If companies comply with a new rule on internal controls, it will make it hard for them to speed up their year-end reporting as the SEC had mandated, the Wall Street Journal reported.
As a result the SEC is considering a one-year extension for public companies complying with the new rule that makes annual reports due 60 days after their year-end rather than 75 days as it was in the past.
Public companies and large accounting firms are in agreement that more time is needed if they are also going to comply with the new Sarbanes-Oxley based rule that requires improved internal controls over financial reporting.
SEC staffers realize that companies will find it difficult to comply with both rules and as a result, will soon recommend the one-year extension before companies have to meet the 60-day reporting standard, the Journal reported.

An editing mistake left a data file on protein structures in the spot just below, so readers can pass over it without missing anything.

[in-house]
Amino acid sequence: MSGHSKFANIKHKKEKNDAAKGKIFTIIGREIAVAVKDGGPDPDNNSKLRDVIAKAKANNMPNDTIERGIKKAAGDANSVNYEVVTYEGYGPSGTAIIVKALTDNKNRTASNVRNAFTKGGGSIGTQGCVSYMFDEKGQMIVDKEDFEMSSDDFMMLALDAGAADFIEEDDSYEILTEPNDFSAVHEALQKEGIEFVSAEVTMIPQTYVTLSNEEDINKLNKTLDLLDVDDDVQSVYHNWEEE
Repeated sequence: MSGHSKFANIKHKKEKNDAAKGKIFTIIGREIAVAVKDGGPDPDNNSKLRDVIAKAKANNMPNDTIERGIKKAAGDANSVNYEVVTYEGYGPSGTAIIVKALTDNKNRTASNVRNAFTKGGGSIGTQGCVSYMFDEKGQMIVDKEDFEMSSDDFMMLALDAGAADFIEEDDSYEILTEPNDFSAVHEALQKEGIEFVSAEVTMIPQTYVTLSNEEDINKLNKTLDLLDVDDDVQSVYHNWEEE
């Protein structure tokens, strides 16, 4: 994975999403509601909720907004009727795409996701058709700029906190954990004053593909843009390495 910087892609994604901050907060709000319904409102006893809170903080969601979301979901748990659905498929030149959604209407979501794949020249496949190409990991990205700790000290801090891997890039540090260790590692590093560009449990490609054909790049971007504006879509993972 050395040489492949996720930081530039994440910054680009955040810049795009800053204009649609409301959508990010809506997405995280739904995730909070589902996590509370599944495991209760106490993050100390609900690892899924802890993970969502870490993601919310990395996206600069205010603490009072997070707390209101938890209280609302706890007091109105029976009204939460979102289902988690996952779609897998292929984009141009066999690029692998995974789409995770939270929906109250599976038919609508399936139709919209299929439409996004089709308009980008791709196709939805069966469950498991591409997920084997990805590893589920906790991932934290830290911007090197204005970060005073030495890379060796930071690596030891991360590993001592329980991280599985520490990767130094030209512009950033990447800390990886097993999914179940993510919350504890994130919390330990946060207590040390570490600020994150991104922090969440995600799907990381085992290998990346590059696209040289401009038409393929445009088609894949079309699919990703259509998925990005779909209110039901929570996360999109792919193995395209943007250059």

The new internal controls rule is intended to prevent the very accounting problems that caused the corporate meltdowns at WorldCom and Enron. Beginning this November, companies must have tight internal controls in place, must assess their effectiveness and then pay for an independent assessment by outside auditors, the Journal reported. The internal controls assessment by the outside auditor has to be included in the company’s annual report—a difficult feat with just 60 days to get it done.
Jim Quigley, chief executive officer of Deloitte & Touche USA LLP, told the Journal that it would be a struggle for companies to comply with both an accelerated filing schedule and the new internal-controls rules in the same year. "This is a very significant change that registrants are required to deal with," Quigley said.